The World Stars of Photography

This week I was in Mannheim again, so I took the time and visited Hasselblad Foundation’s World Stars of Photography.  On display are 6-10 original prints by each of all the 28 winners of The Hasselblad Award.  Nicely framed and accompanied by two large information panels for each artist, the images fill up quite a large and long hall, so if you do visit, plan an hour at the very least (I spent two hours).

Like I wrote in my previous post, I did not know many of the photographers or their work, but the significance of winning the Hasselblad award soared my expectations.  For example, all of you have seen Ansel Adams reproductions probably think that they look great.  But people who’ve seen original prints speak of them as if they are from a different world.  Well, there are seven original prints on display in Mannheim…  But let me leave those for a separate post.

The exhibit starts with Lennart Nillson and several images from his “A Child is Born” series.  While fascinating, I found the images too literal and emotionless, too technical and lacking any artistic stand or position.

Next up was Ansel Adams, and then came Cartier-Bresson.  Bresson’s images were framed in such a way that you just begin to see the film sprockets.  In other words, every print shows the entire negative.  Technically Bresson’s images are very competent, yet not perfect.  But what really sets them apart is their vitality, geometry, balance, and energy.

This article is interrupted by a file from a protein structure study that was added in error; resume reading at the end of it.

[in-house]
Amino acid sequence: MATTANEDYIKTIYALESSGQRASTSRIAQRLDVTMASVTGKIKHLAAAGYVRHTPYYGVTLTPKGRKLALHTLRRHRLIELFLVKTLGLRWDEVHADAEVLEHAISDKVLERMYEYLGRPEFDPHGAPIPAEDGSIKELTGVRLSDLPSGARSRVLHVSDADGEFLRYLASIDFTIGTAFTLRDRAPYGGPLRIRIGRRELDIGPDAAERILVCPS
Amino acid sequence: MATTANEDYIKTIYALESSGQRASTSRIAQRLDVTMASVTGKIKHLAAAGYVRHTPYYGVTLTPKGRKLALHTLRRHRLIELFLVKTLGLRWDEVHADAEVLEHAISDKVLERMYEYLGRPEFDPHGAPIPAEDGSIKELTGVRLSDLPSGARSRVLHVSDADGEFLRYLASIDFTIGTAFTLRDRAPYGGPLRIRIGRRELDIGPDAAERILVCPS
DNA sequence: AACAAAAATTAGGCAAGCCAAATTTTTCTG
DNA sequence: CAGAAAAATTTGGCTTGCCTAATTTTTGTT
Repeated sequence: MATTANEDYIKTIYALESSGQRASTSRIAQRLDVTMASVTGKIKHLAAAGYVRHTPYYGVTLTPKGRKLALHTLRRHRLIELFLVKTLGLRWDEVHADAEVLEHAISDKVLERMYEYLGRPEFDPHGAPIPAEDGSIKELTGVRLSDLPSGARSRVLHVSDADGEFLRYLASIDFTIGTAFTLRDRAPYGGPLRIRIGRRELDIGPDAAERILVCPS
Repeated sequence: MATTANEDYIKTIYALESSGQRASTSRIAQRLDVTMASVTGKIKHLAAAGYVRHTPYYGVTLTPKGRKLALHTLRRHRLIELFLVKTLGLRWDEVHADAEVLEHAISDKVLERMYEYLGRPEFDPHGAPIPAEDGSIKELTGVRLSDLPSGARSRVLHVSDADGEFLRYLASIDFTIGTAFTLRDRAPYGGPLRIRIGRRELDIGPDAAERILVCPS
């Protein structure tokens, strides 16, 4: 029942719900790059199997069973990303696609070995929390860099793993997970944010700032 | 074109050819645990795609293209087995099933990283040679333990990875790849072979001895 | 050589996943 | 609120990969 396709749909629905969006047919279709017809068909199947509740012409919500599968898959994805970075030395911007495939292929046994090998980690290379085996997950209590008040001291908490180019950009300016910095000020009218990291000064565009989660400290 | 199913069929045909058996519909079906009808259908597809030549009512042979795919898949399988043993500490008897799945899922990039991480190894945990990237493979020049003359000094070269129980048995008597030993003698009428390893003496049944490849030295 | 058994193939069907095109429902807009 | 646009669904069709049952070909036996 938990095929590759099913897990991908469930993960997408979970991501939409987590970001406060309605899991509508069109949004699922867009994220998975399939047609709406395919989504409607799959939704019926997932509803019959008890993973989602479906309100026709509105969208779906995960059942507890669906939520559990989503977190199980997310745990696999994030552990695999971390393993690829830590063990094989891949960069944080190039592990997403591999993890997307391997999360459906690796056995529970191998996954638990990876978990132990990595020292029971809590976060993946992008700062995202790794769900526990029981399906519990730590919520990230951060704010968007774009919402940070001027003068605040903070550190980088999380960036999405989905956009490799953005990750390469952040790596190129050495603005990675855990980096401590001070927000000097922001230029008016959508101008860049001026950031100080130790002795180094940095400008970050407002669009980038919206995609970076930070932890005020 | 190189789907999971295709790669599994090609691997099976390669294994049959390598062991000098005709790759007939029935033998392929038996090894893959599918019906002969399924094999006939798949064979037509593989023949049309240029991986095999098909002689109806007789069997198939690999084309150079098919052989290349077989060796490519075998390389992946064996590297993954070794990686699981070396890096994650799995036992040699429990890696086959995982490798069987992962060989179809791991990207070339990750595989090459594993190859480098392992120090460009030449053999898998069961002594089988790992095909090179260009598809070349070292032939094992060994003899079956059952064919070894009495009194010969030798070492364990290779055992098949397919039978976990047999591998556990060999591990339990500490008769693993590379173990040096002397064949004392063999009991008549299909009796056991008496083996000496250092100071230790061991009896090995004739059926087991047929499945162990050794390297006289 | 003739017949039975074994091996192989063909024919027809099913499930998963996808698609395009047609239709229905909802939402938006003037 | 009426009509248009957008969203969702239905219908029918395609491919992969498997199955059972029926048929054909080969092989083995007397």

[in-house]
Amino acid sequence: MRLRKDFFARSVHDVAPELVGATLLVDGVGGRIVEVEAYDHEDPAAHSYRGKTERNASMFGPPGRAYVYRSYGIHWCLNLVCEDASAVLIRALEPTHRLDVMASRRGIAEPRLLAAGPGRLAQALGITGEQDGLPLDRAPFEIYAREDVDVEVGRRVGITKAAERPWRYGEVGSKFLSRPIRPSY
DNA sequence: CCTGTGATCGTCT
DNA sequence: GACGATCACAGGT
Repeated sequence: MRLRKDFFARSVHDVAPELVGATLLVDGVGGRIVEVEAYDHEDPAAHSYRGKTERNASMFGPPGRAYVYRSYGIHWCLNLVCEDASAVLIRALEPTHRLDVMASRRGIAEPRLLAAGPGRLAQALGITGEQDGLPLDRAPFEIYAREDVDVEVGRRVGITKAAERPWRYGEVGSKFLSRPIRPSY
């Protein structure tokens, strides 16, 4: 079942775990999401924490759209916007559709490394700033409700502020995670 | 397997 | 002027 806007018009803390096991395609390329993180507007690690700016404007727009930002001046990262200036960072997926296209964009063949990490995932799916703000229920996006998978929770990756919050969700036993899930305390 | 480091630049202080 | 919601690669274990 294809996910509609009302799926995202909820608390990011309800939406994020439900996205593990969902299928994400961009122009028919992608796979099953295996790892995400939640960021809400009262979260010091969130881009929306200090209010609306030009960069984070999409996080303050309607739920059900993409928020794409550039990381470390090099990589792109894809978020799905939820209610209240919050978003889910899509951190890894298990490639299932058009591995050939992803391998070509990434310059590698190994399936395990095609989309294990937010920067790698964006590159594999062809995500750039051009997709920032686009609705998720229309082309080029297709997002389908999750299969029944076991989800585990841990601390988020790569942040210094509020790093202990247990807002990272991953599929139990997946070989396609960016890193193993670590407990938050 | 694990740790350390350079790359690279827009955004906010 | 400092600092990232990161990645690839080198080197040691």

Next up was Irving Penn, who I found very interesting and definitely worth investigating further.

Then came several images with very different themes, but from the same artist — Ernst Haas.  There were a couple of black-and-white documentaries, a few prints with unnatural colors, then a couple of wonderfully colorful images dominated by motion blur.  I found La Suerte De Capa breathtaking (the original print, not the poor reproduction below) and Free Spirits was also very good.  Apparently Haas went through several different styles, and he was a master in many of them.

La Suerte De Capa, © Ernst Haas

Edouart Boubat‘s images were also very good — concentrating on showing us a peaceful and beautiful world.  I particularly liked Cherry Tree in Blossom and Mother and Child on the Beach- In general, I’d like to see more images by Boubat.

Sebastiao Salgado’s was also represented — with several socially documentary images.  His images from Sierra Pelada make you think you are steping centuries back in time and some of those from the Sahel look like being taken on a different planet.

What followed was William Klein’s street photography. Richard Avedon’s Dovima with Elephants is great (120×160 cm!), but his other images I find merely OK.  Joseph Koudelka’s gypsy images are very interesting.  Sune Jansson’s are good, and Susan Meiselas’ documentaires are great.  I’m afraid, I don’t understand Robert Häusser’s images, and Robert Frank’s and Christer Strömholm’s not my cup of tea.  Eggleston’s, I’m sorry to say, I find pointless, Boris Mikhailov’s also (but in a very different ways).

Then we get to Jeff Wall, and… hm, well, WTF ?!?

The value of the work of Malick Sadibé for me is more in the image selection as in any single image.  Lee Friedlander’s images do nothing for me and Bernd and Hilla Becker’s are simply boring.

Nan Goldin portrays in a very direct and effective way a world that I know nothing about.  Or care to know about…

The work of a few artists was so uninteresting to me that I simply cannot formulate a sentence about.

Now, where does that leave me?  I seem to like the work of the earlier photographers a lot, and that of the more modern ones I either don’t get or don’t like.  I know that I am not alone in this judgement, but that does not make me feel any better.  I still wish I could enjoy a wider selection of art…

But go and look for yourself — what do you think?